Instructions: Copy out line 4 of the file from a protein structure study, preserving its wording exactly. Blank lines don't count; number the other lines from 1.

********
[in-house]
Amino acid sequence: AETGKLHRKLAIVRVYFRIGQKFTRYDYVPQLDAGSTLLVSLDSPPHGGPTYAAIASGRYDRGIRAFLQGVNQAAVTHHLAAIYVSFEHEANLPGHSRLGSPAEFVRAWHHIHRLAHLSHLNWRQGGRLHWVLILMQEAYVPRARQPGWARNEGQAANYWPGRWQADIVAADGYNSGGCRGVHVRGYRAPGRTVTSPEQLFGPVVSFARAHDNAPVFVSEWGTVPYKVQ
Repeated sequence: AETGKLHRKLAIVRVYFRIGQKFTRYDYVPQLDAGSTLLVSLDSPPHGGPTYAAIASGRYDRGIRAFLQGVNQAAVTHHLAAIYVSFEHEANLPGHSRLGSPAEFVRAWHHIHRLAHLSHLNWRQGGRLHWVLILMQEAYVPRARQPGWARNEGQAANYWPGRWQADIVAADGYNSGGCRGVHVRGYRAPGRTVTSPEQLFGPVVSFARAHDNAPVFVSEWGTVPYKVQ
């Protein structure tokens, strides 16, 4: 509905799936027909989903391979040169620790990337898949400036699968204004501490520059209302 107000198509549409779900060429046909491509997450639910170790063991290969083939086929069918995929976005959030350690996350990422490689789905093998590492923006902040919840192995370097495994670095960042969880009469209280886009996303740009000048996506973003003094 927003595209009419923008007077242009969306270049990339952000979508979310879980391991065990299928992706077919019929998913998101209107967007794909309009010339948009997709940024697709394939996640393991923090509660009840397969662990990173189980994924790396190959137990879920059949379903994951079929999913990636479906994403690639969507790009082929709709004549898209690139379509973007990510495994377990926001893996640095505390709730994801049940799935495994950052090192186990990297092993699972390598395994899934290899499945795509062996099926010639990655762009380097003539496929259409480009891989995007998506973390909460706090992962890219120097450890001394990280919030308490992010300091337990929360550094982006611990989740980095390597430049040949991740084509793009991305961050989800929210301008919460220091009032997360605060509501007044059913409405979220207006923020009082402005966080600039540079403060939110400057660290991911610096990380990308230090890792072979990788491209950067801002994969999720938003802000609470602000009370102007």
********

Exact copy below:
């Protein structure tokens, strides 16, 4: 509905799936027909989903391979040169620790990337898949400036699968204004501490520059209302 107000198509549409779900060429046909491509997450639910170790063991290969083939086929069918995929976005959030350690996350990422490689789905093998590492923006902040919840192995370097495994670095960042969880009469209280886009996303740009000048996506973003003094 927003595209009419923008007077242009969306270049990339952000979508979310879980391991065990299928992706077919019929998913998101209107967007794909309009010339948009997709940024697709394939996640393991923090509660009840397969662990990173189980994924790396190959137990879920059949379903994951079929999913990636479906994403690639969507790009082929709709004549898209690139379509973007990510495994377990926001893996640095505390709730994801049940799935495994950052090192186990990297092993699972390598395994899934290899499945795509062996099926010639990655762009380097003539496929259409480009891989995007998506973390909460706090992962890219120097450890001394990280919030308490992010300091337990929360550094982006611990989740980095390597430049040949991740084509793009991305961050989800929210301008919460220091009032997360605060509501007044059913409405979220207006923020009082402005966080600039540079403060939110400057660290991911610096990380990308230090890792072979990788491209950067801002994969999720938003802000609470602000009370102007």